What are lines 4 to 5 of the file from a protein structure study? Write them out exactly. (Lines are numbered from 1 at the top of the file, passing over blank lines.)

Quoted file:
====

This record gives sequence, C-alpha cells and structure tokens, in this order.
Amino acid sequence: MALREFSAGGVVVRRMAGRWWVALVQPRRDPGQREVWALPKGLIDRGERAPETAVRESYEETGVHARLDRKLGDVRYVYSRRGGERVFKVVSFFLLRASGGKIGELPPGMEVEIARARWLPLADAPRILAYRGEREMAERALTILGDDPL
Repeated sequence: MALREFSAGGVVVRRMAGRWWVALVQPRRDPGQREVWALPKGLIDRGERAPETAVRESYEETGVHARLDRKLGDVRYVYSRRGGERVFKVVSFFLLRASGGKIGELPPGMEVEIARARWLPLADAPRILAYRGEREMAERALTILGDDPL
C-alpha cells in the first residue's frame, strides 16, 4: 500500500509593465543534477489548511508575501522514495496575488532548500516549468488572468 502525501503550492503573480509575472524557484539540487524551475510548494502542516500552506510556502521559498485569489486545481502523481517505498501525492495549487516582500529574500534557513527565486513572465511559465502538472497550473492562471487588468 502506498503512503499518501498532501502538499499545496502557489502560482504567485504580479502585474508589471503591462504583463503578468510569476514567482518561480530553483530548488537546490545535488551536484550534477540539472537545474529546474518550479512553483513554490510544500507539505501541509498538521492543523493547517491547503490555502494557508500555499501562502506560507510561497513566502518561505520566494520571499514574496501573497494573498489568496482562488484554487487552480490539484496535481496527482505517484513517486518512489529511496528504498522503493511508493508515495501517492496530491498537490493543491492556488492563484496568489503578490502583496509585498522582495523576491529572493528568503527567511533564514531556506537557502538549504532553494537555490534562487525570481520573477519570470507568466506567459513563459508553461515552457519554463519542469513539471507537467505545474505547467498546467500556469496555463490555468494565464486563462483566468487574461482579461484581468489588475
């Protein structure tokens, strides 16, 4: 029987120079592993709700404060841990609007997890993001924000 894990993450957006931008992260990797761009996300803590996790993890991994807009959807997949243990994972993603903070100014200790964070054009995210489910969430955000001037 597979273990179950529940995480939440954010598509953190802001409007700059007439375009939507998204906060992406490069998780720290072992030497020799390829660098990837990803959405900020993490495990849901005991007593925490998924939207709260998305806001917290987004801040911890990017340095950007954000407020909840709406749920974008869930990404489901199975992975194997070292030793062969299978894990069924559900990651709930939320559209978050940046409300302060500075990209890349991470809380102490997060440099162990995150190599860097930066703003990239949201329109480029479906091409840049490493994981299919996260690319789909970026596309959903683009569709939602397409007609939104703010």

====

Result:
C-alpha cells in the first residue's frame, strides 16, 4: 500500500509593465543534477489548511508575501522514495496575488532548500516549468488572468 502525501503550492503573480509575472524557484539540487524551475510548494502542516500552506510556502521559498485569489486545481502523481517505498501525492495549487516582500529574500534557513527565486513572465511559465502538472497550473492562471487588468 502506498503512503499518501498532501502538499499545496502557489502560482504567485504580479502585474508589471503591462504583463503578468510569476514567482518561480530553483530548488537546490545535488551536484550534477540539472537545474529546474518550479512553483513554490510544500507539505501541509498538521492543523493547517491547503490555502494557508500555499501562502506560507510561497513566502518561505520566494520571499514574496501573497494573498489568496482562488484554487487552480490539484496535481496527482505517484513517486518512489529511496528504498522503493511508493508515495501517492496530491498537490493543491492556488492563484496568489503578490502583496509585498522582495523576491529572493528568503527567511533564514531556506537557502538549504532553494537555490534562487525570481520573477519570470507568466506567459513563459508553461515552457519554463519542469513539471507537467505545474505547467498546467500556469496555463490555468494565464486563462483566468487574461482579461484581468489588475
């Protein structure tokens, strides 16, 4: 029987120079592993709700404060841990609007997890993001924000 894990993450957006931008992260990797761009996300803590996790993890991994807009959807997949243990994972993603903070100014200790964070054009995210489910969430955000001037 597979273990179950529940995480939440954010598509953190802001409007700059007439375009939507998204906060992406490069998780720290072992030497020799390829660098990837990803959405900020993490495990849901005991007593925490998924939207709260998305806001917290987004801040911890990017340095950007954000407020909840709406749920974008869930990404489901199975992975194997070292030793062969299978894990069924559900990651709930939320559209978050940046409300302060500075990209890349991470809380102490997060440099162990995150190599860097930066703003990239949201329109480029479906091409840049490493994981299919996260690319789909970026596309959903683009569709939602397409007609939104703010």